The ACEI had numerous objections to NCA's educational reforms. Laboratory instruction in the basic sciences was an expensive proposition which many for-profit colleges could not afford. As owners, these school leaders objected also to the notion of interference in the operations of their businesses. As he had for 20 years, Palmer still insisted on limiting the course of instruction at his Davenport school to 18 months, while T.F. Ratledge,DC refused to expand the training program at his Los Angeles school beyond the 2400 hours (20 months) required by California's 1922 initiative act. Many were adamantly opposed to NCA's proposed curricula, which included subjects some of them considered "medical." "Separate and distinct" in training and practice was ACEI's rallying cry. As well, the earliest efforts of NCA and COSCEB to inspect and rate the schools had been handled rather clumsily (Palmer, 1941). Although educational accreditation was ostensibly a voluntary process in mainstream higher education, Drs. Crider and Goodfellow of the Committee on Educational Standards had threatened to list those schools which refused to cooperate as "unaccredited" in NCA publications (e.g., Crider & Tripp, 1937; Goodfellow, 1940). Not surprisingly, there were counter-threats of legal action (e.g., Ratledge, 1937).
Ironically, just as the NCA was meeting in Minneapolis, the ACEI leaders were convening in Kansas City, where they prepared an ultimatum to the NCA (ACEI, 1940):
IN THE MATTER OF THE PRESERVATION OF CHIROPRACTIC: AN ADDRESS
Dated this 20th day of July, 1940
The ultimatum was not yet known, of course, to the conventioneers in Minneapolis, but it would hardly have made much difference. The NCA was determined to ensure a better program for training doctors than had been the general custom. C.O. Watkins, D.C. of the NCA's executive board had opined that "When chiropractic history is written it will have 30 years of which it will not be proud. Thirty years characterized by lost opportunities" (Watkins, 1940). The NCA felt it could wait no longer. The colleges had dragged their collective feet long enough, and now the profession, through the agency of the NCA, must step in.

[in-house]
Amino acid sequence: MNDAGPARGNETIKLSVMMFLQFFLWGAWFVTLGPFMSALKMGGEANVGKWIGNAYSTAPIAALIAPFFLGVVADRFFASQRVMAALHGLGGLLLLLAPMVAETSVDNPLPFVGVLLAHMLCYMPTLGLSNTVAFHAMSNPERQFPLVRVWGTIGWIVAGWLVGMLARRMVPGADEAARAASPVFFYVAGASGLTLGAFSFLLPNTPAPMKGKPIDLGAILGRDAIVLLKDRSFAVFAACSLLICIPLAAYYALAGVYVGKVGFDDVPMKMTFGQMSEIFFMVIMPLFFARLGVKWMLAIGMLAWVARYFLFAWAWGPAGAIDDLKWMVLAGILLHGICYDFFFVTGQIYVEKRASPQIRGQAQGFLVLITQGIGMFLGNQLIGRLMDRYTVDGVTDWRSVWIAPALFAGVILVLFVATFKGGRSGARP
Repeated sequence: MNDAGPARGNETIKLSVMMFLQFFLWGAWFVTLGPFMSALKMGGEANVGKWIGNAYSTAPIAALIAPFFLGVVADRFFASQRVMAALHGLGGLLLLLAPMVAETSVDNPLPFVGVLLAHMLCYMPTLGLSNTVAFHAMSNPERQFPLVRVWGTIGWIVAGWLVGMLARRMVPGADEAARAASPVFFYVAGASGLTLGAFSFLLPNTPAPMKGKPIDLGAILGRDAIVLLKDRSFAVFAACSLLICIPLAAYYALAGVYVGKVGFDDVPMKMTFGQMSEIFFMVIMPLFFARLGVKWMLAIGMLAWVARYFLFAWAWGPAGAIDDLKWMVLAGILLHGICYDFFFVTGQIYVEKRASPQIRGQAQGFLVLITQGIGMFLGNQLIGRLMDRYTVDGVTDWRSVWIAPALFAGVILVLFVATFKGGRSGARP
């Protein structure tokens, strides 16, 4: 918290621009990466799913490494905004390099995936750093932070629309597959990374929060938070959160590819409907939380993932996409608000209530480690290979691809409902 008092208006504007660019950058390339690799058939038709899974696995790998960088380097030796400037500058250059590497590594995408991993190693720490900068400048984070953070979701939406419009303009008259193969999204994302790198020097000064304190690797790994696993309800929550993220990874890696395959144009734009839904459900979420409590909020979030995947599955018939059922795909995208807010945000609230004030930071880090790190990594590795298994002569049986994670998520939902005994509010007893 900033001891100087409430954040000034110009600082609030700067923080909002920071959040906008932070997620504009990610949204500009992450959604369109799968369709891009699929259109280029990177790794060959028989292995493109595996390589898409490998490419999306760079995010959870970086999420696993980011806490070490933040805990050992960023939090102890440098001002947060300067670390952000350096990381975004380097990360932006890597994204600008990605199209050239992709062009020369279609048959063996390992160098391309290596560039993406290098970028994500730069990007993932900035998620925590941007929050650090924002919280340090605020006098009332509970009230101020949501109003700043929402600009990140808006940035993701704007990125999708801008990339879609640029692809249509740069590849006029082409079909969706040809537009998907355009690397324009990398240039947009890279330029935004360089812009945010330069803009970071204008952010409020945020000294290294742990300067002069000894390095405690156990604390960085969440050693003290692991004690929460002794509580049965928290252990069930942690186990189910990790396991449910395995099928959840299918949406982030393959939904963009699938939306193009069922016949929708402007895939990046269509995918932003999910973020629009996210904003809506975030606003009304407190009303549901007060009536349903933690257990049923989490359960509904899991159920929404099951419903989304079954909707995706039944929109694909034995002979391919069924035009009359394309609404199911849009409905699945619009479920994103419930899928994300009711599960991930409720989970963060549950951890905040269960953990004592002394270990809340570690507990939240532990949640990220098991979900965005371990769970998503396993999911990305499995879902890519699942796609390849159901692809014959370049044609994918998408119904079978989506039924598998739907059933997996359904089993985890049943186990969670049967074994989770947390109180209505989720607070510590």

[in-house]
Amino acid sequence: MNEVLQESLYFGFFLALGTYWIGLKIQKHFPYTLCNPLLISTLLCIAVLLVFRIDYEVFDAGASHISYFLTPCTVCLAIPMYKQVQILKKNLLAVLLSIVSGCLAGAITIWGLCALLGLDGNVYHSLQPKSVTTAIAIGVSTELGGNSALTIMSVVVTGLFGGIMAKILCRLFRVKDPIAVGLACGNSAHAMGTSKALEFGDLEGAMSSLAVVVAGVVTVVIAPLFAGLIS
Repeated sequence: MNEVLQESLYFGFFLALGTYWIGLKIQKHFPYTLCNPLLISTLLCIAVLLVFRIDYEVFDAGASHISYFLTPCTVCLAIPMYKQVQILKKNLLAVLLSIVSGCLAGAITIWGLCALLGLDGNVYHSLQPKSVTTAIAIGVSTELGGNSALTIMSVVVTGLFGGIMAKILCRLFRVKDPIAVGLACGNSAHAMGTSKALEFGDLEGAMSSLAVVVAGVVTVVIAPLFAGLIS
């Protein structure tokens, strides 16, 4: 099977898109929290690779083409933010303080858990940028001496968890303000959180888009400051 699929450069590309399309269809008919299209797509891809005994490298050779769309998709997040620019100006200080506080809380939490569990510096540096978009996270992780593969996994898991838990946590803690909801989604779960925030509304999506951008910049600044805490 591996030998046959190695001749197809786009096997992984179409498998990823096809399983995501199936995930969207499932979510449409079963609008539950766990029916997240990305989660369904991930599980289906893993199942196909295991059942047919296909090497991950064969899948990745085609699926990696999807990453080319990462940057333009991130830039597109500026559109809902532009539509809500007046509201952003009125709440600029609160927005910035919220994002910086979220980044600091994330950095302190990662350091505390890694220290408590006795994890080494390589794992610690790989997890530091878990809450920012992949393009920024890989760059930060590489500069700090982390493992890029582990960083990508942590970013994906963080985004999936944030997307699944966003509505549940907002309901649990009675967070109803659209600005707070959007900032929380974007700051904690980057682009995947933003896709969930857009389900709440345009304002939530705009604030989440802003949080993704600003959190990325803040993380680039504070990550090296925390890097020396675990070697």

The concurrent deliberations in Minneapolis and Kansas City that summer helped to shape intra-professional affairs for decades to come. In the near-term, the meetings produced several political realignments. Willard Carver,LLB,DC. and B.J. Palmer,DC, who had feuded with one another for decades, were brought together in opposition to NCA's college reforms. They worked cooperatively within the ACEI, and in March 1941, Cleveland nominated Carver to the Board of Control of the newly renamed International Chiropractors' Association's (formerly the Chiropractic Health Bureau) (Minutes, 1941).
Meanwhile, Craig M. Kightlinger, MA,DC, founder and president of the Eastern Chiropractic Institute of New York City, decided that "the day of short professional course is over" (Kightlinger,1940). Although committed to a straight chiropractic curriculum in terms of intervention (adjustment), Kightlinger endorsed more in-depth training in the basic science and many of the clinical subjects that Nugent and the NCA fostered, including:
...bacteriology, philosophy, psychology, neurology, orthopedy, pathology, symptomatology and diagnosis, anatomy, histology, physiology, hygiene, chemistry, gynecology, obstetrics, analysis, palpation, technique of adjusting, adjusting service, spinography, nerve tracing, first aid, dietetics, toxicology, jurisprudence, ethics, public health..." (Kightlinger, 1940).
Kightlinger's commitment to Nugent's reform of chiropractic education was even more firmly established several years later, when he consented to the merger of his for-profit institute with several other proprietary schools. The amalgamation produced the Chiropractic Institute of New York (CINY) in 1944 (Keating, 1996, 2000; Keating, et al., 1998, pp. 93-4), a school that would be acknowledged as one of the academically soundest in the profession.
The coming machinations in the profession's internal struggle over standards and curricula could only be dimly perceived during those muggy July days in 1940. But that Minneapolis convention, situated in the eye of the chiropractic storm, marked an important step down the profession's long path to higher standards, professionalism and legitimacy.
Joseph Keating Jr., PhD